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More blog posts

D3 and ClojureScript

This is a guest post by Joanne Cheng (twitter), a freelance software engineer and visualization consultant based in Denver, Colorado. She has taught workshops and spoken at conferences about visualizing data with D3. Turns out ClojureScript and D3 are a great fit, in this post she’ll show you how to create your own visualization using the power of D3 and the elegance of ClojureScript.

I use D3.js for drawing custom data visualizations. I love using the library, but I wanted to try one of the several compile to JavaScript options, and I decided to look into ClojureScript. It ended up working out well for me, so I’m going to show you how I created a D3.js visualization using ClojureScript!

What we’re visualizing

Reloading Woes

Setting the Stage

When doing client work I put a lot of emphasis on tooling and workflow. By coaching people on their workflow, and by making sure the tooling is there to support it, a team can become many times more effective and productive.

An important part of that is having a good story for code reloading. Real world projects tend to have many dependencies and a large amount of code, making them slow to boot up, so we want to avoid having to restart the process.

The Bare Minimum, or Making Mayonnaise with Clojure

Making Mayonnaise

Imagine you have a grandfather who’s great at making mayonnaise. He’s been making mayonnaise since before the war, and the result is truly excellent. What’s more, he does this with a good old fashioned whisk. He’s kept his right arm in shape throughout decades just by beating those eggs and oil and vinegar.

Now he’s bought himself a handheld electric mixer after hearing his friend rave about hers, but after a few tries he gives up and goes back to his whisk. He says he just can’t get the same result. This seems slightly odd, so the next time you go over you ask him to show you how he uses the mixer.

Clojure Gotchas: "contains?" and Associative Collections

When learning a programming language we rarely read the reference documentation front to back. Instead someone might follow some tutorials, and look at sample code, until they’re confident enough to start a little project for practice.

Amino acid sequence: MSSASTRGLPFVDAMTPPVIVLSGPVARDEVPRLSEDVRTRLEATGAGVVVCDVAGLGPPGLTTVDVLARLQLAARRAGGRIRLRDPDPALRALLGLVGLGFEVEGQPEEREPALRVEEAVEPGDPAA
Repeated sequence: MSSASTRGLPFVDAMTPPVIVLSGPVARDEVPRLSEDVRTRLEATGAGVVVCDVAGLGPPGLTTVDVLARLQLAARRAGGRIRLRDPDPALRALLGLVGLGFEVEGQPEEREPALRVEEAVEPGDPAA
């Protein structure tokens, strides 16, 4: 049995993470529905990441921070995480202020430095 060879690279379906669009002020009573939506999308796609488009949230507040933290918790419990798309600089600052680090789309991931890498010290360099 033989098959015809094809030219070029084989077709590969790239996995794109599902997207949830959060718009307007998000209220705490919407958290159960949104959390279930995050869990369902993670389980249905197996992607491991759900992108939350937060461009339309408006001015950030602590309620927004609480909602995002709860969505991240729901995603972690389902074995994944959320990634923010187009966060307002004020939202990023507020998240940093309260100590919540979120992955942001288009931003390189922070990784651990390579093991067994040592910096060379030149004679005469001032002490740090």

From that point on the learning process is largely “just in time”, looking up exactly the things you need to perform the task at hand. As this goes on you might start to recognize some patterns, some internal logic that allows you to “intuit” how one part of the language works, based on experience with another part.

Developing this “intuition” — understanding this internal logic — is key to using a language effectively, but occasionally our intuition will be off. Some things are simply not obvious, unless someone has explained them to us. In this post I will look at something that frequently trips people up, and attempt to explain the underlying reasoning.

Dates in Clojure: Making Sense of the Mess

You can always count on human culture to make programming messy. To find out if a person is a programmer just have them say “encodings” or “timezones” and watch their face.

In Java, and hence Clojure, there are half a dozen different ways to represent dates and times, which can lead to confusion, needless type coercion, and inconsistent code. In this post I’ll give you a quick lay of the land, and some tips to make it all a bit easier to deal with.

Representing Time

Clojure Gotchas: Surrogate Pairs

tl;dr: both Java and JavaScript have trouble dealing with unicode characters from Supplementary Planes, like emoji 😱💣.

Today I started working on the next feature of lambdaisland/uri, URI normalization. I worked test-first, you’ll get to see how that went in the next Lambda Island episode.

One of the design goals for this library is to have 100% parity between Clojure and ClojureScript. Learn once, use anywhere. The code is all written in .cljc files, so it can be treated as either Clojure or ClojureScript. Only where necessary am I using a small amount of reader conditionals.

Simple and Happy; is Clojure dying, and what has Ruby got to do with it?

The past week or so a lot of discussion and introspection has been happening in the Clojure community. Eric Normand responded to my one year Lambda Island post with some reflections on the size and growth of the community.

And then Zack Maril lamented on Twitter: “I’m calling it, clojure’s dying more than it is growing”. This sparked a mega-thread, which was still raging four days later. A parallel discussion thread formed on Reddit. Someone asked if their were any Clojure failure stories. They were pointed at this talk from RubyConf 2016, which seemed to hit a lot of people right in the feels, and sparked a subthread with a life of its own.

Meanwhile Ray, one of the hosts of the defn podcast reacted to the original tweet: “I’m calling it: Clojure is alive and well with excellent defaults for productive and sustainable software development.” This sparked another big thread.